By Danielle McDowell
Walking through the grounds of Auschwitz-Birkenau can be an experience that overwhelms its visitors into an emotionally numb state. Combing through buildings for hours that were designed with rooms for each phase of dehumanization and killing can leave you leaping into an abyss for answers. It was important to me as someone who has worked in civil conflict and war zones, having seen lesser forms of the horror people are capable of inflicting upon one another, to simply take notice of who filled these gates. I think the massive size of the grounds can get visitors spinning around in the original success of Nazi distraction, once more concealing the people deported to this extermination camp. Looking at Auschwitz-Birkenau in terms of scale also puts a collective identity onto those who were persecuted and further repeats the desensitization of others to how a campaign of hatred gains momentum. However, sharing the human aspects of war and preserving those memories for future generations is one of the strongest ways to prevent recurrent destruction.
When so many layers of personal identity were being taken away, it was poignant to see the drawings of children and feel their individuality and unforgotten joy helping them depict their torment. You could see how their experiences had affected them in the drawing; the use of size and the weight of their pencil exposing their understanding of what was next. What I was surprised about in the “Traces of Life” exhibit was the number of drawings that showed a woman pushing a baby carriage. This seemed to be a common image that popped in their minds and I interpreted it as being a symbol of safety and comfort for them. Their subtle choices on what to draw demonstrate that even though they had to emotionally distance themselves from thinking about the comforts of pre-war life for the purpose of survival, those same memories gave them a sense of resolve to endure the conditions of captivity. Being in a developmental stage of life only increases the disadvantage children experience in places like Auschwitz-Birkenau, where any outburst or perceived deviance made execution more likely. These are concepts that should not have to exist together, children and war, and I walked away from this exhibit with a heavy heart knowing the two cross paths every day.
In a building labeled ‘Extermination 18’ we watched testimonials from survivors and an account that stuck with me came from a woman who had lost her sister shortly after the liberation of the camp. In 1945, as she walked the path exiting its gates in search of food to help her ailing sister, she was given an egg by a local resident who acknowledged the moment by saying, “you will get to be a lady, too.” Even though her final days at Auschwitz-Birkenau entailed such heartbreak, on film it looked as if she almost enjoyed recounting those moments because she was accessing the part of herself that existed with her sister. Watching her slip back into her younger identity and share their darkest moment with unconditional love made me think of the survivor’s guilt she must have had to come to terms with. Thinking about the aftermath of war on an individual level and how trauma reshapes a person’s sense of self helps, also, build a better understanding of how groups or countries navigated their pasts since.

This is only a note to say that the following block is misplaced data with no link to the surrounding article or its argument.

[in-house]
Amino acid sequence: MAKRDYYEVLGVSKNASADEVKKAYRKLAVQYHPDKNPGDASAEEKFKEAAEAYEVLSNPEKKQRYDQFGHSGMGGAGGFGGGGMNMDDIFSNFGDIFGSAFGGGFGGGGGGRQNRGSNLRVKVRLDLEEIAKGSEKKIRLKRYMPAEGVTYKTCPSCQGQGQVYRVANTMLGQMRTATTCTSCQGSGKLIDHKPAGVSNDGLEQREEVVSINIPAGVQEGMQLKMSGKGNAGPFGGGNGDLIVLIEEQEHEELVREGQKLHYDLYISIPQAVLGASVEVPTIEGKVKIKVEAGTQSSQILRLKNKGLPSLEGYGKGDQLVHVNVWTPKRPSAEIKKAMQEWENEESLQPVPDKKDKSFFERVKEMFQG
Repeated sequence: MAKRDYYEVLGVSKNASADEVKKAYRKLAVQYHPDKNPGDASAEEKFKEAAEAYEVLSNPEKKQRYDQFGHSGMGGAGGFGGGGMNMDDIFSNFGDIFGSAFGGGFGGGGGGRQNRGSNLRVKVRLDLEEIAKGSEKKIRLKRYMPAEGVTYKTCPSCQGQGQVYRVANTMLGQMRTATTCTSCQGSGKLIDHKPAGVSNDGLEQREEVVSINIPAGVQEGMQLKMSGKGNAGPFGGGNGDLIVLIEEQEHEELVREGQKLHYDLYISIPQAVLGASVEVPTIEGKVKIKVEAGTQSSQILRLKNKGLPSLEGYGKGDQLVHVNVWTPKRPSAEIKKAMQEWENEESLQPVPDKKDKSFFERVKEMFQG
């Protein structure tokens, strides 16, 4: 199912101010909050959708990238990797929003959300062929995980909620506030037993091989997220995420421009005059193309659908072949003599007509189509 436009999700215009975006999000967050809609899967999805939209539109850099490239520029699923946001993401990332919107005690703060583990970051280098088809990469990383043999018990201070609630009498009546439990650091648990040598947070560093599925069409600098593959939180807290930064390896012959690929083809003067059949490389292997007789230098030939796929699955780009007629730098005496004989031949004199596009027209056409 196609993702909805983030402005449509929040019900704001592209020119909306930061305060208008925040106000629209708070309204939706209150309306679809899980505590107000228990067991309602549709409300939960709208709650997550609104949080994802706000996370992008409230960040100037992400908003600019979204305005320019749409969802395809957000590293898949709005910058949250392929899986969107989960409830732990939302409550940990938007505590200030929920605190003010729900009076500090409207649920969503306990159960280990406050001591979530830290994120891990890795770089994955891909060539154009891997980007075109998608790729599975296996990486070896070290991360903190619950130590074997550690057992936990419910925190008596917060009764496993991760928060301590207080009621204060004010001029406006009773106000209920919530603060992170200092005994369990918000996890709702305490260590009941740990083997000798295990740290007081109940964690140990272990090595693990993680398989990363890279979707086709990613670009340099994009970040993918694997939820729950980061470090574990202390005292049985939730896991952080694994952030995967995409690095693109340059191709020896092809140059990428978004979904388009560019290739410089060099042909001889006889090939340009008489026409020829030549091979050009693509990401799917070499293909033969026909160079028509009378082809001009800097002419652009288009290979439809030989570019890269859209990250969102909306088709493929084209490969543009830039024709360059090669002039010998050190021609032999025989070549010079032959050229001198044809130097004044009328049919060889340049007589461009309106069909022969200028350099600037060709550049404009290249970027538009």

These stories help people today who live in relative peace recognize how familiar the casualties of war can be. People who live through devastating conditions have to determine which identity they go forward with while carefully balancing the memories of their past. Visiting Auschwitz-Birkenau provided a sobering view of its size that cannot be fully felt on film or through photos, but the same characteristic seems to have the ability to mask other important learning outcomes for visitors. Reading about the large families that were wiped out by the Holocaust, looking at the drawings of children and listening to survivors were the most interesting areas of the camp for me, because these personalized exhibits helped increase the plausibility that my own family could be left devastated by socio-political division. The hate-filled people who built this camp exploited every option available to oppress and erase the identities of not only the deported persons, but also of those who silently became complicit. Distracting the public into political polarization and establishing those soft boundaries allowed for the Nazi Party to exercise freedom of movement to pursue achieving their ‘Final Solution’. Working through the failures of this past and distributing its memory in a way that honors the individual lives impacted will hopefully help strengthen diplomatic efforts and communication between groups who oppose one another.